So this was in 2003, the lawsuit was over, we were back in action again, and then we had about finished recording the whole new album when the first San Diego fires came through, and they burned out our studio. We lost everything: guitars, amps, drums, all our recording equipment, all our old memorabilia from the tours, like backstage passes, all that kind of stuff we gathered up. And what got burned also were the masters for the new album. You know we’d been working on it for almost a year, a good nine months, and the only thing we got left were rough mixes of tracks that we’ve been working on. And we were actually at the point of mixing the album. We had finished recording, we were ready to mix.

So that was another hurdle for us, and it took us time to get everything together, new equipment, finding a new studio, start it all over again. We had some rough mixes left from the tracks that were usable, and we recorded an extra few songs and we put an EP out just to let people know we’re still in existence. Just to keep it going … so we stuck that EP out and we worked on a full album again and that’s the album that just went out.

It took a long time; it’s been constant, hitting brick walls, getting knocked down and getting up again, and keeping working out of it. It’s been frustrating but we believed in our music so we were determined to keep it going.

That’s one thing you can say about ourselves is that we’re resilient. We don’t quit very easily.

I saw the pictures of the remaining of the studio. Crazy.

Yeah, literally, it was just dust. You could barely see where everything was. There was the frame of our mixing console left there. In those pictures you couldn’t see it, but we had two drum kits in that room, multiple amps, guitars, and there’s just nothing left, just metal rings that even got melted.

What was your fist reaction when you actually saw it?

Well, when we went up to the studio after the fires, it was a strange feeling because since I’ve been 16 years old I’d got all those guitars and amplifiers, effects pedals, and I’ve never been without my equipment!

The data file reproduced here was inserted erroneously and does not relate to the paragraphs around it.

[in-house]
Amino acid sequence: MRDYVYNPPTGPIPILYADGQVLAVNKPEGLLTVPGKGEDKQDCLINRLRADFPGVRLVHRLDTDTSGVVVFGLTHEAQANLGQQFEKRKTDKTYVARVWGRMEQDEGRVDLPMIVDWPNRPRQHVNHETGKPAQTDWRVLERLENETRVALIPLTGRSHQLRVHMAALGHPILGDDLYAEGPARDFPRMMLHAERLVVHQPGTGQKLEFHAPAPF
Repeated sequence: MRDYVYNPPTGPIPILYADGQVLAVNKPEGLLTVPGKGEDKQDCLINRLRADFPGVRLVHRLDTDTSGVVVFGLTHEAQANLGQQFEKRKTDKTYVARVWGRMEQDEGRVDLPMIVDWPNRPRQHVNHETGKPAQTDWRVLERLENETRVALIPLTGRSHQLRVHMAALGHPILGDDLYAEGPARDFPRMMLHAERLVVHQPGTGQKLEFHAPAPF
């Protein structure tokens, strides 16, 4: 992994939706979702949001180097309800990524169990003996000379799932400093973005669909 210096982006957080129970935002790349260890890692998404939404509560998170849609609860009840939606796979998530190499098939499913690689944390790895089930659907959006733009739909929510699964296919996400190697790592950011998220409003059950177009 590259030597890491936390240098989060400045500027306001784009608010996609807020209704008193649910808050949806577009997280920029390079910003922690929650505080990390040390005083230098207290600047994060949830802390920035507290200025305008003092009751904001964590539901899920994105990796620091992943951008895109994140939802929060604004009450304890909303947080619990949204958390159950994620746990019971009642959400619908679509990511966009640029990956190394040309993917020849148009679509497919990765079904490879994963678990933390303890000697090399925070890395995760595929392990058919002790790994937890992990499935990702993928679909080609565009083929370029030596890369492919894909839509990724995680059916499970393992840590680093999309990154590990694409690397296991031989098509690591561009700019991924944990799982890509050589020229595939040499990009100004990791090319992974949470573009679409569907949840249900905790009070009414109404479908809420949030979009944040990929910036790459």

And it was strange, like “here I am, without all the things I had and all the things I’ve done, I don’t even have an amp to plug a guitar into. Someone give me one!”
So it was very strange, we were just left with nothing. The equipment, we realized we could buy it again, but the sad thing was our memorabilia … after every show we add backstage passes, so we had all those backstage passes from all the shows we’ve done, the Bon Jovi show right through to the Goo Goo Dolls … I used to just chug those under my effects pedal to lift them up, and so they were all stored together. So it was sad losing that kind of stuff but we were happy that everyone was okay, and safe. But it was the weirdest thing being left with nothing… like my guitars.

I understand. I own three guitars and wouldn’t want to see them burned…

Yeah, guitar players get very attached to their guitars.

But then … what made you keep going?

Hum, I think it’s just we’ve always had that faith in our music, we love making music as well, I don’t think just because fire takes everything, well you still have passion to play … it’s something that’s inside of you, it’s not an external possession, the desire to play music. So I still wanted to play, everyone in the band wanted to play, so just because you’ve lost your guitars there’s no point in quitting!

And as we’ve all experienced that together, there was no point of splitting up with everybody doing their own thing. It was something we all shared together so … we still have that passion to play, that’s why we kept going.

Some people are fatalists, and with what happened to you, they may have said “well it’s God telling you: Move on to something else!”

(Heavy laughs)
Well … that’s a hard one to put into words.
You see, you learn and you grow from trials in life. All these things that you go through, no matter what they are, regardless of whether it’s a fire or whatever happens to you in life, those are the things you grow from. And I think if God was telling me to stop playing music then I’d be feeling in a much stronger way. I’d lose my desire to play, I don’t think I’d just be a physical act that would be stopping me.

Conviction?

Yeah! I don’t really buy into that “if God wanted me to stop playing he’d send me a lawsuit and burn my studio“. And you know that’s part of the Too Broken To Brake thing? That’s kind of an essence of the album, you see people around me looking at the external form of me, if I’m walking down the street people will see me and they think that I’m … well if they’d seen me two days after the fire walking down the street they’d see I’m a normal person.
They wouldn’t know anything about it, but behind that, I was dealing with the sadness of losing the studio, dealing with my own personal problems, and that’s what this album is all about, that everybody can put happy face on their life, but underneath it, everybody has problems. It doesn’t matter what it is, it can be relationship problems, people going through unhappy marriage, work or financial problems … everybody has problems. And in the end of the day, it’s almost that you’re so down that you’d think you’re the only one that has some issues in your life going on and that you need to keep sorted out. Sometimes it’s good to realize that you’re not alone.